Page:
An increasing global focus on consumer rights combined with a tightening regulatory landscape and increasing push for transparency, mean that the risk of a product recall or contamination event is greater than ever before.
From food and beverage companies to manufacturers, medical suppliers to automotive firms, there are a vast number of companies that face the very real risk of having to conduct a product recall.
The approach to managing this risk varies greatly from country to country and industry to industry, however. While some companies are mandated by law to have a recall management plan in place, others assume a simple reverse logistics exercise would be all that’s needed in the unlikely event that a recall occurs.
Whichever way you look at it, it’s a complex issue, made even more so by the fact that no recall or contamination event is likely to follow a company’s most well-rehearsed plans.
Therefore, to understand the risk in more detail, StrategicRISK canvassed the views of more than 60 risk professionals from Asia-Pacific and Europe who work for a company where product recall is a risk to their business.
When asked what are the top three concerns keeping their boards awake at night with regards to a recall, nine in 10 respondents (89.5%) chose ‘brand damage’. In far behind second place, almost half (49%) of respondents chose ‘loss of future earnings’, with the ‘cost to manage the recall and investigation’ rounding out the top three concerns with 47% of the votes.
The results didn’t surprise Avi Mudaliar, head of risk and insurance at Lederer Group, which owns, among other things, manufacturer Tomkin Australia and Real Dairy Australia.
“Everyone should be concerned about brand damage. If you look at what [brand damage] is above in the survey results – fines, legal recourse, loss of earnings, etc – those can often be avoided if you can control brand damage,” Mudaliar says.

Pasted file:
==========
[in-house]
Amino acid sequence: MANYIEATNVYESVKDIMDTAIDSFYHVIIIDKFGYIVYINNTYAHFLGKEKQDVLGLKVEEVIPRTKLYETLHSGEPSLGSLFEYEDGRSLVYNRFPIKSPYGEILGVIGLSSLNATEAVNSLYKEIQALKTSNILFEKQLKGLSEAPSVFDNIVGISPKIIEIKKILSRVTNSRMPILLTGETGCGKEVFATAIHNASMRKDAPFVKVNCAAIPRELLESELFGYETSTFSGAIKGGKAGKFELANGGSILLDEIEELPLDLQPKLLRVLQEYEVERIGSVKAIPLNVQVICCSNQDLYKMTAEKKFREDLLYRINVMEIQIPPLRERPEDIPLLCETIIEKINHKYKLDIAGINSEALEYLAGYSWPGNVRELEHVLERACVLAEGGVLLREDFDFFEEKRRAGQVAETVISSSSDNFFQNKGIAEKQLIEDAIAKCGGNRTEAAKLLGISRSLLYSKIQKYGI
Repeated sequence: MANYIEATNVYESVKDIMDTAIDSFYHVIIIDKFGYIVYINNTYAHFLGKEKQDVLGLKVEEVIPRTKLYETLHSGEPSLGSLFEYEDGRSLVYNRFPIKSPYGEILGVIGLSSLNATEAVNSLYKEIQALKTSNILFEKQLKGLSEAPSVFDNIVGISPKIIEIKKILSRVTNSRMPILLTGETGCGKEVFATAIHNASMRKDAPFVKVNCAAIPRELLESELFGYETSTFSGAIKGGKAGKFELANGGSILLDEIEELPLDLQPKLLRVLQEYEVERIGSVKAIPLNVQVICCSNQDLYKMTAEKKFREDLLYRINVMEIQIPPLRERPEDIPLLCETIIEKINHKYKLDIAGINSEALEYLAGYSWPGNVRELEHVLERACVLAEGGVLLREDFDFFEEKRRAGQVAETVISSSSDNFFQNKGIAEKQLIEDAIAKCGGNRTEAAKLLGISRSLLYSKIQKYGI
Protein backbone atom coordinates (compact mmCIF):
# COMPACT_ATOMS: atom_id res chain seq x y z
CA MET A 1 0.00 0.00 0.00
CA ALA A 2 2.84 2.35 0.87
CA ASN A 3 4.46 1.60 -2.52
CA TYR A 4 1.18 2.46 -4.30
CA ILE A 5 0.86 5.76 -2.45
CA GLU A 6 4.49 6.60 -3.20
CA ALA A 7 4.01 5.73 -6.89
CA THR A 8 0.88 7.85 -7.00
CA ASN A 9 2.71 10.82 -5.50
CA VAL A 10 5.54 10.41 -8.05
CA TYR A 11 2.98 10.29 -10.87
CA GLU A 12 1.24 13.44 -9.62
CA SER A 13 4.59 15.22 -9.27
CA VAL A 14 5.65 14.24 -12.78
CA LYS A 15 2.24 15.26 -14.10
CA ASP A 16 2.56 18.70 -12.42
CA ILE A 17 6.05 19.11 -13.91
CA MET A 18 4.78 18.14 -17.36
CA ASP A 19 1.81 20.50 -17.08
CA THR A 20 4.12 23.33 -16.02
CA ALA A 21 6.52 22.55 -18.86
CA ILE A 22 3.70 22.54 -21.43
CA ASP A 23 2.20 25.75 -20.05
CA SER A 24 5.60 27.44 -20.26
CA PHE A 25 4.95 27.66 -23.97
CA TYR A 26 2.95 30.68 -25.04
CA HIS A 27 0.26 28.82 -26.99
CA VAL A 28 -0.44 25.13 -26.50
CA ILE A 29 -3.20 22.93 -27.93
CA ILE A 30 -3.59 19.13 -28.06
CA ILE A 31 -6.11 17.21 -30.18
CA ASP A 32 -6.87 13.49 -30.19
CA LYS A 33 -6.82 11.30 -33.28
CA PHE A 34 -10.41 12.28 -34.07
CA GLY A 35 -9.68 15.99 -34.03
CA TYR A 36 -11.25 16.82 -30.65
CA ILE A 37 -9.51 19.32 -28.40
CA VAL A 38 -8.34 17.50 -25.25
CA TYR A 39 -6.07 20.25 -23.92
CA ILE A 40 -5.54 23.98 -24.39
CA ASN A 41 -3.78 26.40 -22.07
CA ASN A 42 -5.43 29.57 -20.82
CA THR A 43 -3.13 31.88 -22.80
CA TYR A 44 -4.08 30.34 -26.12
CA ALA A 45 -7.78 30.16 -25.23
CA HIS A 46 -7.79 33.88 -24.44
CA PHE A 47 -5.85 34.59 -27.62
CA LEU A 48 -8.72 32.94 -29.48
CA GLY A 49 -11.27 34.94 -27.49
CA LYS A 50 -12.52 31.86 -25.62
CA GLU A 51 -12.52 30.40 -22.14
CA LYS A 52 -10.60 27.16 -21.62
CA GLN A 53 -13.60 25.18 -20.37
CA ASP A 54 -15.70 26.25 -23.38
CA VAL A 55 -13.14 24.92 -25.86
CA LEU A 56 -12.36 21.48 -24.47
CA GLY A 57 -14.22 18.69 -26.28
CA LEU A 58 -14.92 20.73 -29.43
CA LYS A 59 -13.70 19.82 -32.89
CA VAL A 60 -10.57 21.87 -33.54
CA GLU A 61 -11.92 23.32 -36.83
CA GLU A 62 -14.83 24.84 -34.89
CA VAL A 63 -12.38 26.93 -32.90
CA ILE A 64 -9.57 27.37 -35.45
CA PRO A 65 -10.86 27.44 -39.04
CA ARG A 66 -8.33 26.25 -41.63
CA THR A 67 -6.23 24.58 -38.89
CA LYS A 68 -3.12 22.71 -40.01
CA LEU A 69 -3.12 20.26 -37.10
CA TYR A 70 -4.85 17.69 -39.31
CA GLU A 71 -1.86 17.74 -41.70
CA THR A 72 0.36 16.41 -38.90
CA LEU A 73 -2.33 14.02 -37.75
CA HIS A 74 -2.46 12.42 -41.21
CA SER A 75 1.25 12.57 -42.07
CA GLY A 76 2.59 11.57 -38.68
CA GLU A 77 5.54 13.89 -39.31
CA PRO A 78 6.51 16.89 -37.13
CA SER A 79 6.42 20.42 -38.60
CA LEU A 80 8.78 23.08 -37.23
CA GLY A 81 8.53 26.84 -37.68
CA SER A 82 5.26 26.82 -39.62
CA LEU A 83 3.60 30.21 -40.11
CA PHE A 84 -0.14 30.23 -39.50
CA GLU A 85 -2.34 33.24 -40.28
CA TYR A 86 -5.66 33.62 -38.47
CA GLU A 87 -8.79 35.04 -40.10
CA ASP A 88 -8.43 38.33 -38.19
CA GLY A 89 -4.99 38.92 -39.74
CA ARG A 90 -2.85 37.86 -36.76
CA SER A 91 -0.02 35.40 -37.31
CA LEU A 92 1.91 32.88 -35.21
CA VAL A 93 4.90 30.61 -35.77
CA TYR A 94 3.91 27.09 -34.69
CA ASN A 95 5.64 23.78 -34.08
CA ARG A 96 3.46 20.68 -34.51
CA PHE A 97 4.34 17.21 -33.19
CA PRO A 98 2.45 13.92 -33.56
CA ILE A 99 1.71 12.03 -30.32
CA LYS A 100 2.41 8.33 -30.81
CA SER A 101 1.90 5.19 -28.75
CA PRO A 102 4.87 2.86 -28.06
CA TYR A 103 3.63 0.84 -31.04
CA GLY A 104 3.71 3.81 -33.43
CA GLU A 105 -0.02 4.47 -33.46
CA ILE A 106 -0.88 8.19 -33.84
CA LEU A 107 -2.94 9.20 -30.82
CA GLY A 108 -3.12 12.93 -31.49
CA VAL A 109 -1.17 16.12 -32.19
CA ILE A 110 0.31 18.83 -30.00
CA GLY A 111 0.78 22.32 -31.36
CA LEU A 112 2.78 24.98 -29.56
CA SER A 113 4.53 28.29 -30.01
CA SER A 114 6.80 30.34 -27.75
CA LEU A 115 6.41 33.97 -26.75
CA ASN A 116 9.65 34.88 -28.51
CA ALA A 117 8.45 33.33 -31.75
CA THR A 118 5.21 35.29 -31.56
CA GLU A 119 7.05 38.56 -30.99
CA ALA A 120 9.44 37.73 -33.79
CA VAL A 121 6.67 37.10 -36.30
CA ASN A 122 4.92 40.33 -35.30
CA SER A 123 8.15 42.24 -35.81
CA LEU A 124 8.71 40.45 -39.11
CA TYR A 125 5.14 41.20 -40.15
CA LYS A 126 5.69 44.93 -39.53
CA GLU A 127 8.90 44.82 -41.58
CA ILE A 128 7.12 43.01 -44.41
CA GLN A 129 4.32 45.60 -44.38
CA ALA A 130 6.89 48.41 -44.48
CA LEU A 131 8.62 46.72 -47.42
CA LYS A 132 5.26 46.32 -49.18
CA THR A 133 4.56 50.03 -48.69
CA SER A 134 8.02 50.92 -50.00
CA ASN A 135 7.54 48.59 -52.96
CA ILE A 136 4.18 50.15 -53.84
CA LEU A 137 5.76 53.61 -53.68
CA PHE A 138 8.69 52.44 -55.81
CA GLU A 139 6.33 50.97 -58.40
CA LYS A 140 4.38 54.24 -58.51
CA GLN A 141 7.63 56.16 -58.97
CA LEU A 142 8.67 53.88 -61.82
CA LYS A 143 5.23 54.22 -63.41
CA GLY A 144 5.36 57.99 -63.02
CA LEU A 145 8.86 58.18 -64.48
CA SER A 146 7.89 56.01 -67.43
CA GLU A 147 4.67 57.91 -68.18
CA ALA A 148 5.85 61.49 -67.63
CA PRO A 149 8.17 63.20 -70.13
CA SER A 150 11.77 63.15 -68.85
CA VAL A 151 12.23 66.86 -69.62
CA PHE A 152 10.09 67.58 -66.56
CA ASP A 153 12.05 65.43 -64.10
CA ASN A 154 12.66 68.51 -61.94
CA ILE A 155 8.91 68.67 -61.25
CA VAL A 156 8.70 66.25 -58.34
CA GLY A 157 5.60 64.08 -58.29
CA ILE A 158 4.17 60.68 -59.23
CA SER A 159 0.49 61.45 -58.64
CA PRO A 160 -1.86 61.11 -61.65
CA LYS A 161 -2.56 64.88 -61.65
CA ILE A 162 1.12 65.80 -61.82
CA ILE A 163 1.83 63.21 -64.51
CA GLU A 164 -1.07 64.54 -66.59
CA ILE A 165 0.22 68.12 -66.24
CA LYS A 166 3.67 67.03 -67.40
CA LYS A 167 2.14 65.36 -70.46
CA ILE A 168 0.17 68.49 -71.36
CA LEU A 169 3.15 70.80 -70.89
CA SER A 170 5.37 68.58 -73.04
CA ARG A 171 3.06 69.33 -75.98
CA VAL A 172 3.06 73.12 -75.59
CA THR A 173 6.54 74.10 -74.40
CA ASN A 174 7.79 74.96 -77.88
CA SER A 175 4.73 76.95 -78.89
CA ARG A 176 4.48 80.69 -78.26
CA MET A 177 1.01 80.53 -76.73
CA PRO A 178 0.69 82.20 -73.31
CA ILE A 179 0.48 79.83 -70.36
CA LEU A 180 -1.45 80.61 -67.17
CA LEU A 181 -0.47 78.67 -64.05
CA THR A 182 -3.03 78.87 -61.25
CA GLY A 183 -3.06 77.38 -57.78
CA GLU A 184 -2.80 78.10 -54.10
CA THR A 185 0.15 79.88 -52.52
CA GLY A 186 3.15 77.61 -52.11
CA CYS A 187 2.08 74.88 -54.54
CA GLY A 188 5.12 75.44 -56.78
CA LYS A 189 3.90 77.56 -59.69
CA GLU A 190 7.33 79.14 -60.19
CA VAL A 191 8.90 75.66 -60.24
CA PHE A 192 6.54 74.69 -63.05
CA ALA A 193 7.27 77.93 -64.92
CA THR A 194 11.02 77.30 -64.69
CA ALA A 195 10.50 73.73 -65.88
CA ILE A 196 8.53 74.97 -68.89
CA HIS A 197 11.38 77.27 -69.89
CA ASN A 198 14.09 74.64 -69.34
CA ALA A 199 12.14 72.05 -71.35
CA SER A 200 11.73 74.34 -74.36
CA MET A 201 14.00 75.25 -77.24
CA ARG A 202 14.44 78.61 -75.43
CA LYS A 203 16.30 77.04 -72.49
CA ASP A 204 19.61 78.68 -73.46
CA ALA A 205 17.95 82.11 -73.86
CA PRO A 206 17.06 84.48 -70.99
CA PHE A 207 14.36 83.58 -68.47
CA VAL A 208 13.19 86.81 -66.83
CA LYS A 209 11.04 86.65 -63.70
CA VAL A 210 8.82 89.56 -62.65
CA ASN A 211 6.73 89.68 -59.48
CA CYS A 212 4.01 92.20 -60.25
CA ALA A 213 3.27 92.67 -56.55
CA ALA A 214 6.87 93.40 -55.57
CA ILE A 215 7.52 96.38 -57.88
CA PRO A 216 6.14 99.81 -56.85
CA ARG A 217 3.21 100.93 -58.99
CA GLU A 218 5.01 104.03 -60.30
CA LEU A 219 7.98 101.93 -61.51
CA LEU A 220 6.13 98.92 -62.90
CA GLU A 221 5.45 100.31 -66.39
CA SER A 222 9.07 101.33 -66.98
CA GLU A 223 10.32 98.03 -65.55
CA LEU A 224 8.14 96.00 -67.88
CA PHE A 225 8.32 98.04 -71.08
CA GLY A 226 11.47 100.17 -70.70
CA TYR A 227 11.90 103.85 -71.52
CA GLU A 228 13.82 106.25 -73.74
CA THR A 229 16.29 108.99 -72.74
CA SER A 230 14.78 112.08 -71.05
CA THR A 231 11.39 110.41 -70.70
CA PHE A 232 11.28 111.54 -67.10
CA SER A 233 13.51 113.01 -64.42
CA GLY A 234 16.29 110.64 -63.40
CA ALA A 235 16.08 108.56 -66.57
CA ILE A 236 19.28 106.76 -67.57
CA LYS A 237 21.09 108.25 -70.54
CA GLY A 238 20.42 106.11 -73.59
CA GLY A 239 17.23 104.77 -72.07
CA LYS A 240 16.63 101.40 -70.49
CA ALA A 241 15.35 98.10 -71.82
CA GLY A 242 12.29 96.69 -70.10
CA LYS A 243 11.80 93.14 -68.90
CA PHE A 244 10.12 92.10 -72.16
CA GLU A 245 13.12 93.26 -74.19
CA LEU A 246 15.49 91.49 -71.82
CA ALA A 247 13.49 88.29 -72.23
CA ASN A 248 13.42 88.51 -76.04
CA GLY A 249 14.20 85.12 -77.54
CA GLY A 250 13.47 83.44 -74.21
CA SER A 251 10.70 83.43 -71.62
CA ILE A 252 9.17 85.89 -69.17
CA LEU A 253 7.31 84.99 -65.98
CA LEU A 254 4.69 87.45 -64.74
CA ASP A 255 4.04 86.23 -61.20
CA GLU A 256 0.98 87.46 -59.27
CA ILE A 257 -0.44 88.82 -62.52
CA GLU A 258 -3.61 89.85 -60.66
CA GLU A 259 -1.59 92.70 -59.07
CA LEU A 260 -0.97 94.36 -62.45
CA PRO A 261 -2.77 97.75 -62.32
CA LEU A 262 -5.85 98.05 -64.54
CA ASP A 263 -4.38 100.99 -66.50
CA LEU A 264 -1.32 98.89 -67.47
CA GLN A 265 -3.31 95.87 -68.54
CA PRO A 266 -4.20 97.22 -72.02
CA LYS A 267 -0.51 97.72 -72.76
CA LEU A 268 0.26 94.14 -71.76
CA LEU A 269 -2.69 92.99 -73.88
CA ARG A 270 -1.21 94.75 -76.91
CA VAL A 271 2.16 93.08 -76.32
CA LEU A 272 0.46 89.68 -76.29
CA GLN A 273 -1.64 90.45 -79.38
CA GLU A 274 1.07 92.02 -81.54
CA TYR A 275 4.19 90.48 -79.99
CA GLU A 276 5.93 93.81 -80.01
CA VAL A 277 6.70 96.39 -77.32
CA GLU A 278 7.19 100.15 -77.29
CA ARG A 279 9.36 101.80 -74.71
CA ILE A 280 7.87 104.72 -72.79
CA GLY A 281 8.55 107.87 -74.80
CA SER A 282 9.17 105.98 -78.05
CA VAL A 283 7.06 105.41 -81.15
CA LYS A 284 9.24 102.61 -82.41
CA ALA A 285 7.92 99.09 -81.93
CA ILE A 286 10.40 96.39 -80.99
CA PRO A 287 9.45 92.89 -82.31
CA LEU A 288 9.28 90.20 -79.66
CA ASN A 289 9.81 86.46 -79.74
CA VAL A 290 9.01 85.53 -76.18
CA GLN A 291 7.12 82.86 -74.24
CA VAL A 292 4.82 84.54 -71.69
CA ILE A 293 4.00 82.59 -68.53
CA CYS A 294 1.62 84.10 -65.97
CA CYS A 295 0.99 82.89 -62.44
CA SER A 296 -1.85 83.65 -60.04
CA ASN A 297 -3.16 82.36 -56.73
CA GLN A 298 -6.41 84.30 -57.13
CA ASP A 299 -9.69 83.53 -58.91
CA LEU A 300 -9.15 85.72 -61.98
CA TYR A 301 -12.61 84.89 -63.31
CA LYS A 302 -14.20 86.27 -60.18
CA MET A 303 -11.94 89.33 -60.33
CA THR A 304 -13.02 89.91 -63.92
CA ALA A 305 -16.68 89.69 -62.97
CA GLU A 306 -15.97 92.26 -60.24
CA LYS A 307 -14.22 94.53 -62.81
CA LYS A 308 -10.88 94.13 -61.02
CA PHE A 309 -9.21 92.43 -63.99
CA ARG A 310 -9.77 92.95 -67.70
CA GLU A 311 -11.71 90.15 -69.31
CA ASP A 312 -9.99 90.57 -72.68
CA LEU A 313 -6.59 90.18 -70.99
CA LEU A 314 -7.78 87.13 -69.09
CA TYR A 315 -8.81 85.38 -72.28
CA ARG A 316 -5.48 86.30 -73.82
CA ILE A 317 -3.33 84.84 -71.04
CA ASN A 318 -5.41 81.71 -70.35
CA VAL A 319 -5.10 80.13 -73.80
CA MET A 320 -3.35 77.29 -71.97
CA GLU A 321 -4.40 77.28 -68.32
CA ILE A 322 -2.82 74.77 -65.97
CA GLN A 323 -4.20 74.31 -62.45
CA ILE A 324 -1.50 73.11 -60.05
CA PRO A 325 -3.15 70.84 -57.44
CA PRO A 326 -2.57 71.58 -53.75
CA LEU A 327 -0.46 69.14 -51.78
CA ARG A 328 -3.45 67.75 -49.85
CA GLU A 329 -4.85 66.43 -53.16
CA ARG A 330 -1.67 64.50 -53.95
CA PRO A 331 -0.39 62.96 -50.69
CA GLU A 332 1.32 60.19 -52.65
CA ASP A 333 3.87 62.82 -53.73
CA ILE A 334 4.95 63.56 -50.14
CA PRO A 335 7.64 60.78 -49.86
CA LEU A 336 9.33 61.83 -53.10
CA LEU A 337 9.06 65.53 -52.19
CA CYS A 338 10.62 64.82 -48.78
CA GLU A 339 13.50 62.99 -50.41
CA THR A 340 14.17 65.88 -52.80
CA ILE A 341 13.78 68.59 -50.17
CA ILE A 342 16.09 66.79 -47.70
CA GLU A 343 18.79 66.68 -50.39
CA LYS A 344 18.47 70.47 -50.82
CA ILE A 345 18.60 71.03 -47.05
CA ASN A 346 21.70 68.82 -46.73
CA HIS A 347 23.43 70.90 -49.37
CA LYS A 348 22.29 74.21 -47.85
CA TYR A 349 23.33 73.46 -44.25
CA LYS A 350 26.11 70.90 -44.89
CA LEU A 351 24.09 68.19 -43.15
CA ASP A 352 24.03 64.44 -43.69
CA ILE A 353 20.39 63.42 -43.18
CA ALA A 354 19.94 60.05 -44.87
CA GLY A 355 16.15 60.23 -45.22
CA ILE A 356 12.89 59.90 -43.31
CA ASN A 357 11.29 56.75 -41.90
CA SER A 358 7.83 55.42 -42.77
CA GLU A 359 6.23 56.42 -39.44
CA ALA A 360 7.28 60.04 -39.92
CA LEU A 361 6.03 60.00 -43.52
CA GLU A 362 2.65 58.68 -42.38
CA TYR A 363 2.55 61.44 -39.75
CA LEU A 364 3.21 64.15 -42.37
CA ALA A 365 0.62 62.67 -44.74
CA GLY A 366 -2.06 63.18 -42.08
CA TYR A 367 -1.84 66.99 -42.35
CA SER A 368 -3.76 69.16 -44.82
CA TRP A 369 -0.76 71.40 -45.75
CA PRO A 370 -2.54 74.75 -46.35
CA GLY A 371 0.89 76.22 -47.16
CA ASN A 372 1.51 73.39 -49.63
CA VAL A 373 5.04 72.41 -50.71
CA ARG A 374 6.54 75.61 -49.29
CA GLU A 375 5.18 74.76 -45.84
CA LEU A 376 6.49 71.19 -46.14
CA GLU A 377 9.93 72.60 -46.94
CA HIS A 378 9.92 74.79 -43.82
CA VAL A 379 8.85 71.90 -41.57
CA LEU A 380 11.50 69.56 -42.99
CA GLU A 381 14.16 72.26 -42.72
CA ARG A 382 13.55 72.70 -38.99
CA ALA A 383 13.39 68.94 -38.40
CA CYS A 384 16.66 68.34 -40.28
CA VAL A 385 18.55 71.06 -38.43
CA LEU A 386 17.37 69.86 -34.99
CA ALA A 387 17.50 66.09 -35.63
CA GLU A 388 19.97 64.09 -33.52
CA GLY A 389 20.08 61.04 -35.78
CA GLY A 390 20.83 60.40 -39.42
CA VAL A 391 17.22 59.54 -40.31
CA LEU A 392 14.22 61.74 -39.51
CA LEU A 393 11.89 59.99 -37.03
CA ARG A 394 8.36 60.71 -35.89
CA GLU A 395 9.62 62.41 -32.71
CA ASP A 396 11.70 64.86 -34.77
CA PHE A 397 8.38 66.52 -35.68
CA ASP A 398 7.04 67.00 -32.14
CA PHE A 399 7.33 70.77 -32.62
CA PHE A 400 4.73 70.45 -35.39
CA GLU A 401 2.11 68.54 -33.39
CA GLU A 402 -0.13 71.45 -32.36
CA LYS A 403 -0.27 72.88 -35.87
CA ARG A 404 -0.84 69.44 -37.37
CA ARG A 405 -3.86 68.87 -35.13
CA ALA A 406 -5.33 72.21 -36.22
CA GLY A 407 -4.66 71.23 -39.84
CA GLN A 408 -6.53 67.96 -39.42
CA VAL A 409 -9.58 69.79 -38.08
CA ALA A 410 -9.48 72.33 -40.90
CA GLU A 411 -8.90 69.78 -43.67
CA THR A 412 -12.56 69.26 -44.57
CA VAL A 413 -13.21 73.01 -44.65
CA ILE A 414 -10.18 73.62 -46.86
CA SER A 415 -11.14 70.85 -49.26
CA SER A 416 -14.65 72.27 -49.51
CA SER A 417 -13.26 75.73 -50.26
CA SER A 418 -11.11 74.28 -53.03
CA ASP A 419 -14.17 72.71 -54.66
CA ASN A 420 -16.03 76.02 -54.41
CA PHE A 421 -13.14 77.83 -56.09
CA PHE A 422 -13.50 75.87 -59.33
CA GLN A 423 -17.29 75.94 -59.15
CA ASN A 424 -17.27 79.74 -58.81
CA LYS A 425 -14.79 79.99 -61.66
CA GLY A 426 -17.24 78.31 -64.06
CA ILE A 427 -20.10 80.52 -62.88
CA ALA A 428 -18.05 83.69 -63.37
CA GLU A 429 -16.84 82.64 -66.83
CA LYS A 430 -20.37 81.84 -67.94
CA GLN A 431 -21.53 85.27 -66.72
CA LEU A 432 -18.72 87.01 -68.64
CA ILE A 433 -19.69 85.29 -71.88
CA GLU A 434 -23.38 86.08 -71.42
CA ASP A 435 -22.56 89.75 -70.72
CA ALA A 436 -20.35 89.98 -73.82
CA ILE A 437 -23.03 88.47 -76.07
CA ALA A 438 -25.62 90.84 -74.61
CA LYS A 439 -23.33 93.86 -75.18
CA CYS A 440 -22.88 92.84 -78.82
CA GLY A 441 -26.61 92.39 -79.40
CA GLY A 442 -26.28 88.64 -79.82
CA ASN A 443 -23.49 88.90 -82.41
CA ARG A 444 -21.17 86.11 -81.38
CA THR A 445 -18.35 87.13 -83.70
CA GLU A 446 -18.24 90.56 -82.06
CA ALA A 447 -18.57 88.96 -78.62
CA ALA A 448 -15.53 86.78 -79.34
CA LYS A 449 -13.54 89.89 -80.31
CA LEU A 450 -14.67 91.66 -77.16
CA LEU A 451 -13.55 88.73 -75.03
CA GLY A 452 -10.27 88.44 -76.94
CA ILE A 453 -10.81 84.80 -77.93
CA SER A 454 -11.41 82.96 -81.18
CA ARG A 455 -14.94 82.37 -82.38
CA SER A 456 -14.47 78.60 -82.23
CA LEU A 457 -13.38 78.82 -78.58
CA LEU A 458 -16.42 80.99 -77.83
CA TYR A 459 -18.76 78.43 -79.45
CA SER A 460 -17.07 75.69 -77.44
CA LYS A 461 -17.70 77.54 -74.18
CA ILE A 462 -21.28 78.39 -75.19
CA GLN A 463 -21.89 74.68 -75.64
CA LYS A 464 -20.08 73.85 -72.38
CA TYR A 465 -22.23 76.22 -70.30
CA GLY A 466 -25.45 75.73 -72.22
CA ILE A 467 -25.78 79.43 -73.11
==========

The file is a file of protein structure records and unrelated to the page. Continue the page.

“Once you lose your brand, the loss of earnings and erosion of market share and the disruption of your supply chain, become the collateral damage. It’s that upfront control of your brand [that] is 100% paramount.”
Willis Towers Watson head of corporate clients Mike Baker agrees that it’s the unknown element of a recall on a brand that concerns clients.
“It’s not just the first and third party costs related to a recall [that clients are concerned about], but it’s actually what the reputational and brand damage could be,” he says.
Recent and highly publicised cases have increased fears around the potential brand damage, says Swiss Re Corporate Solutions Asia-Pacific head of casualty Kevin Leung.
“If you look at some of the recent product recall incidents such as the Samsung Galaxy Note7 incident and the Takata airbags [recall]…. and the subsequent drop in the stock value of these companies, I think brand value and brand damage being ranked as number one in the survey is no surprise as it’s born out of real world events.”
Added to that concern, the rehabilitation costs associated with a ‘bungled’ recall are far higher than one that’s well managed.
“The MARS incident is a very good case in point,” explains Leung. “They had a small issue from a factory in the Netherlands but they decided to recall all of the products globally and, as a result, their brand value enhanced.
“The reverse is also true. A bungled product recall process could result in far higher fines, and far higher costs in terms of how you actually rehabilitate the brand, how you reestablish your trust with the regulators and your trust with your customers.”
RL Expert managing partner and reputation risk officer Leesa Soulodre concurs that loss of reputation, or brand damage, is now a main cause for board concern owing to its potential economic impacts.
“In the past year, recalls have had a significant impact on the world’s most renown and respected companies. Billions have been wiped off company’s market caps, criminal indictments have been filed and CEOs have been forced to resign,” she said.
A key reason behind ‘brand damage’ topping the StrategicRISK product recall survey is likely due to the shift in make-up of a company’s value.
Soulodre says: “The world has changed. With more than 80% of a company’s value now tied up in intangibles, it is no longer only about what a product, service or company has promised to its customers – it’s about its stakeholders perception of how well it fulfils its promises across the entire organisation.”
Mudaliar agrees that perception is paramount. But he adds that it’s also one of the hardest things for a company to control.